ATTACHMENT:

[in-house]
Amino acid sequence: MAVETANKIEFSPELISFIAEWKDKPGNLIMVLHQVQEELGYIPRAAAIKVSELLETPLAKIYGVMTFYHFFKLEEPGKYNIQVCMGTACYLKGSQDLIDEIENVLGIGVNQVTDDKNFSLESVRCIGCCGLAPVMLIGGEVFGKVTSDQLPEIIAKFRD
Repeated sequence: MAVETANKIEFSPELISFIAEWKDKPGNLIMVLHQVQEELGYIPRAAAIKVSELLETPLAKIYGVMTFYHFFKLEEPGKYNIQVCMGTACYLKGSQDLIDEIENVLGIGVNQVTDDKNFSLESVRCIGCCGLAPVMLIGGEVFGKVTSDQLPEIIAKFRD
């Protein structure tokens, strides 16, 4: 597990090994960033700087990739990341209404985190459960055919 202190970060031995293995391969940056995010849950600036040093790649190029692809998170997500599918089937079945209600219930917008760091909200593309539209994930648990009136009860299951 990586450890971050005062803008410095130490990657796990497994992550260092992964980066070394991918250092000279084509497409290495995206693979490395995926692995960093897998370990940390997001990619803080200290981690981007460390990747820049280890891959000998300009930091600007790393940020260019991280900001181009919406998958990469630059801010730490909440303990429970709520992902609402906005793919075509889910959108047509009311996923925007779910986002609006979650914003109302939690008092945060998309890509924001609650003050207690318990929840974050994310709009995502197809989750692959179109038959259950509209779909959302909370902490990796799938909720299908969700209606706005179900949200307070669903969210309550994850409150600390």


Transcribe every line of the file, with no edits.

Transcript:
[in-house]
Amino acid sequence: MAVETANKIEFSPELISFIAEWKDKPGNLIMVLHQVQEELGYIPRAAAIKVSELLETPLAKIYGVMTFYHFFKLEEPGKYNIQVCMGTACYLKGSQDLIDEIENVLGIGVNQVTDDKNFSLESVRCIGCCGLAPVMLIGGEVFGKVTSDQLPEIIAKFRD
Repeated sequence: MAVETANKIEFSPELISFIAEWKDKPGNLIMVLHQVQEELGYIPRAAAIKVSELLETPLAKIYGVMTFYHFFKLEEPGKYNIQVCMGTACYLKGSQDLIDEIENVLGIGVNQVTDDKNFSLESVRCIGCCGLAPVMLIGGEVFGKVTSDQLPEIIAKFRD
């Protein structure tokens, strides 16, 4: 597990090994960033700087990739990341209404985190459960055919 202190970060031995293995391969940056995010849950600036040093790649190029692809998170997500599918089937079945209600219930917008760091909200593309539209994930648990009136009860299951 990586450890971050005062803008410095130490990657796990497994992550260092992964980066070394991918250092000279084509497409290495995206693979490395995926692995960093897998370990940390997001990619803080200290981690981007460390990747820049280890891959000998300009930091600007790393940020260019991280900001181009919406998958990469630059801010730490909440303990429970709520992902609402906005793919075509889910959108047509009311996923925007779910986002609006979650914003109302939690008092945060998309890509924001609650003050207690318990929840974050994310709009995502197809989750692959179109038959259950509209779909959302909370902490990796799938909720299908969700209606706005179900949200307070669903969210309550994850409150600390």